As temperatures dry out the danger of fire increases
It's been one of the wettest years on record in the Black Hills, making for perfect growing conditions. But when all the grass and vegetation dries out, it's a recipe for wildfire.
"As far as advising our firefighters throughout the county and throughout the Buffalo Gap National Grasslands of potential concerns concerning the sweet clover outbreak and the amount of fuel that could potentially cure out over a period of time that exists or hidden below the sweet clover canopy," said Pennington County Fire Administrator Jerome Harvey.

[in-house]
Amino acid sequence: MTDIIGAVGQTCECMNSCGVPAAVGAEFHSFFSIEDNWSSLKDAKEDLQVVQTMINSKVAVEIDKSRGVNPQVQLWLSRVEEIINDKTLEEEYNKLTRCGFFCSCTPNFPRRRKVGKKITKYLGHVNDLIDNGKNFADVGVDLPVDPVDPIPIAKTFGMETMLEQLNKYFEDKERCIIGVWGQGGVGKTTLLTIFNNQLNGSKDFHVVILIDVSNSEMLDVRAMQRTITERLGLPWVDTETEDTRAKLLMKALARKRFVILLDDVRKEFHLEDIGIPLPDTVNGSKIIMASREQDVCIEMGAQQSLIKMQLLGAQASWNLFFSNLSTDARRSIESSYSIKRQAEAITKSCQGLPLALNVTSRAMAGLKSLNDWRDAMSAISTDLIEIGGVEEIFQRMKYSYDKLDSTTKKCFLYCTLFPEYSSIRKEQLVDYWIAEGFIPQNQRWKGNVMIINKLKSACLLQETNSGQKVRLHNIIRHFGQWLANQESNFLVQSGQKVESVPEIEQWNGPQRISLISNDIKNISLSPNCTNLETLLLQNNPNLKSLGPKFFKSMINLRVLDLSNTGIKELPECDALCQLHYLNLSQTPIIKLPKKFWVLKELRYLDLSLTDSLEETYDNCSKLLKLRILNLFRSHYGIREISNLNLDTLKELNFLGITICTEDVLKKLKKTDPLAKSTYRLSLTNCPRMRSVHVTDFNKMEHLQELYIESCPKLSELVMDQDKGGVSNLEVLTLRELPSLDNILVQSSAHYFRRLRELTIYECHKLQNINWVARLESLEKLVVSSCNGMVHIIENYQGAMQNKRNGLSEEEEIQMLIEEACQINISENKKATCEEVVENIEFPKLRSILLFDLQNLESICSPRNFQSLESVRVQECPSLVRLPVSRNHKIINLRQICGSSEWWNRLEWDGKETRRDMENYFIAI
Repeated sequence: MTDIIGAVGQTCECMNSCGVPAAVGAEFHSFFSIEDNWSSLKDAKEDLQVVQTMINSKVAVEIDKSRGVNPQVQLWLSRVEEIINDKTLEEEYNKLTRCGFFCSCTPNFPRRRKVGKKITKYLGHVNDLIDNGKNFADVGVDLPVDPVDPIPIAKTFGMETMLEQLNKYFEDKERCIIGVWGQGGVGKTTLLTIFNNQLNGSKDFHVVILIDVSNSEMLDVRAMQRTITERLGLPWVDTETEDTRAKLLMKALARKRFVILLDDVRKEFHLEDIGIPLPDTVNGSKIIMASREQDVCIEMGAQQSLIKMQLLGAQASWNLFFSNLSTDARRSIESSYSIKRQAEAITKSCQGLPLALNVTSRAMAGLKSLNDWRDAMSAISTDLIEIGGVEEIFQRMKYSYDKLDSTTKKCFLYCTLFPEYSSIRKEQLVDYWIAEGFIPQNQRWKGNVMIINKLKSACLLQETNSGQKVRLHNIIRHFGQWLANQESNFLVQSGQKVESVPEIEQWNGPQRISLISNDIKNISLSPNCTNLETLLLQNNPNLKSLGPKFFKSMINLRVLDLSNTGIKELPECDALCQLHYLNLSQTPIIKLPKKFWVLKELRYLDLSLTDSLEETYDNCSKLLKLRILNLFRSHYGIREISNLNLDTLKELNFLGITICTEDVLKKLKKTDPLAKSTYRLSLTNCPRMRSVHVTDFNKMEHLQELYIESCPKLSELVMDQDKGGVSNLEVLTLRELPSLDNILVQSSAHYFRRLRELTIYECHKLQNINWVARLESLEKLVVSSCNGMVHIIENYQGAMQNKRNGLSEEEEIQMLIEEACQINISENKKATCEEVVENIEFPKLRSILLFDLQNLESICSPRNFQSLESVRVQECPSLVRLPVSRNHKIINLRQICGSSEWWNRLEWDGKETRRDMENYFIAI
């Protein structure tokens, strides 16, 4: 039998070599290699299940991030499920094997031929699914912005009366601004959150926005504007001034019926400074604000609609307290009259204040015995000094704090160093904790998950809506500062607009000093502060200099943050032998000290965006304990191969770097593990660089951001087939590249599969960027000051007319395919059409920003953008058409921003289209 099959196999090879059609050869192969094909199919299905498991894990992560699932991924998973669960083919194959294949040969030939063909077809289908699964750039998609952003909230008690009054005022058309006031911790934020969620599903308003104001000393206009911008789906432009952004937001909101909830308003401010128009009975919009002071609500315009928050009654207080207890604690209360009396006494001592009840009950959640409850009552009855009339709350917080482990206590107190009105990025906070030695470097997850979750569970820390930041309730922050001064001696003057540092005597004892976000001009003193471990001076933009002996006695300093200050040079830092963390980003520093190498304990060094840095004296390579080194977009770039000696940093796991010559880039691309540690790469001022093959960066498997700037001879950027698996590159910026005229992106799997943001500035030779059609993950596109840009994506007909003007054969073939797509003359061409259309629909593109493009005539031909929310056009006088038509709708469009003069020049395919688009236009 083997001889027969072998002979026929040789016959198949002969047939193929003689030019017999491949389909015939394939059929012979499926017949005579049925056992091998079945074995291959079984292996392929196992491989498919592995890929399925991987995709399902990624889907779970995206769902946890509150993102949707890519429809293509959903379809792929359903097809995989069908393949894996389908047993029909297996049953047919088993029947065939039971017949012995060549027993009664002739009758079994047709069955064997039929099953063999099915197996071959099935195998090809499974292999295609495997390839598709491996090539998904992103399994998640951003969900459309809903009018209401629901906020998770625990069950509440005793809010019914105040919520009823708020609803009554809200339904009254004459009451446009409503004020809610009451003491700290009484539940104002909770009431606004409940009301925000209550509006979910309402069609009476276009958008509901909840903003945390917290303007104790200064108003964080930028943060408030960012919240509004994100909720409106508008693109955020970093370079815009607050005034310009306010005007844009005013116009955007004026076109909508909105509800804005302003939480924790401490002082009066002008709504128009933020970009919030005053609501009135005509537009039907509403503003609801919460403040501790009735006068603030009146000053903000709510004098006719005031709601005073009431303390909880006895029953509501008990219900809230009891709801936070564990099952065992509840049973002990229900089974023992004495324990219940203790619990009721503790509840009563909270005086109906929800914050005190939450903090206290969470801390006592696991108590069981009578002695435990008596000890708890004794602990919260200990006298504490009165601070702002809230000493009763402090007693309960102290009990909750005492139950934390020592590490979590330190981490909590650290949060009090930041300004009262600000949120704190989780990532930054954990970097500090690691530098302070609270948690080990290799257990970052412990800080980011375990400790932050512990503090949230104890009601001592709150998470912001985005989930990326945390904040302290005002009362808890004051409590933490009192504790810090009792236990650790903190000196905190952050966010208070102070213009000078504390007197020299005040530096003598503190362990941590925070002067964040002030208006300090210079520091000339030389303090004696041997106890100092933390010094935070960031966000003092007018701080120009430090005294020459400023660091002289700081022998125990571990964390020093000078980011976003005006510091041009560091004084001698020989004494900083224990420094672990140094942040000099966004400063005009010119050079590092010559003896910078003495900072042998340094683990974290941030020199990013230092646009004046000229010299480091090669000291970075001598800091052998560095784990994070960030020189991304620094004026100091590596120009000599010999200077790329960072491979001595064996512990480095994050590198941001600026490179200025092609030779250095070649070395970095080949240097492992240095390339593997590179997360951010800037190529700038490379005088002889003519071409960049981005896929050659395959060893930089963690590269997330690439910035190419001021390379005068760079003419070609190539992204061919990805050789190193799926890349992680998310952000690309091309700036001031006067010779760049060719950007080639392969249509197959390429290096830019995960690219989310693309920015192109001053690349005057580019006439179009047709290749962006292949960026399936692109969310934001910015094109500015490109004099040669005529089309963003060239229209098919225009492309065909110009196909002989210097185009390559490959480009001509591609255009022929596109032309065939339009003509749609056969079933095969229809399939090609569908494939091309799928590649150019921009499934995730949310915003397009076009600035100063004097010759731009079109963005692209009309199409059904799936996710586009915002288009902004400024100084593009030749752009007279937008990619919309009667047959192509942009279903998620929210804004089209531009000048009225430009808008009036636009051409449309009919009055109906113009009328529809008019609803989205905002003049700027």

There is no immediate threat, but the vegetation is growing like crazy. Sweet clover can grow six feet high, which is the perfect fuel for fires that have already started nearby.
"And they did occur under some very perfect conditions. The fire at that point in time did carry in the fuel bed or fuel grasses that exist or hidden underneath the canopy of the sweet clover," said Harvey.
A fire so hot, even rocks can burn. All that's needed is for the lush vegetation to cure. Hot weather doesn't help.
"We've been in a wet trend most of the summer, spring, and summer. There are some areas that have not received moisture that we have not had here locally," said Harvey. "We also have some of these grassy areas that have also been beaten down by hail and as a result, it's already cured out."
There is no immediate threat right now, but the moisture from spring is slowly drying out and as we get close to fall, the danger of fire increases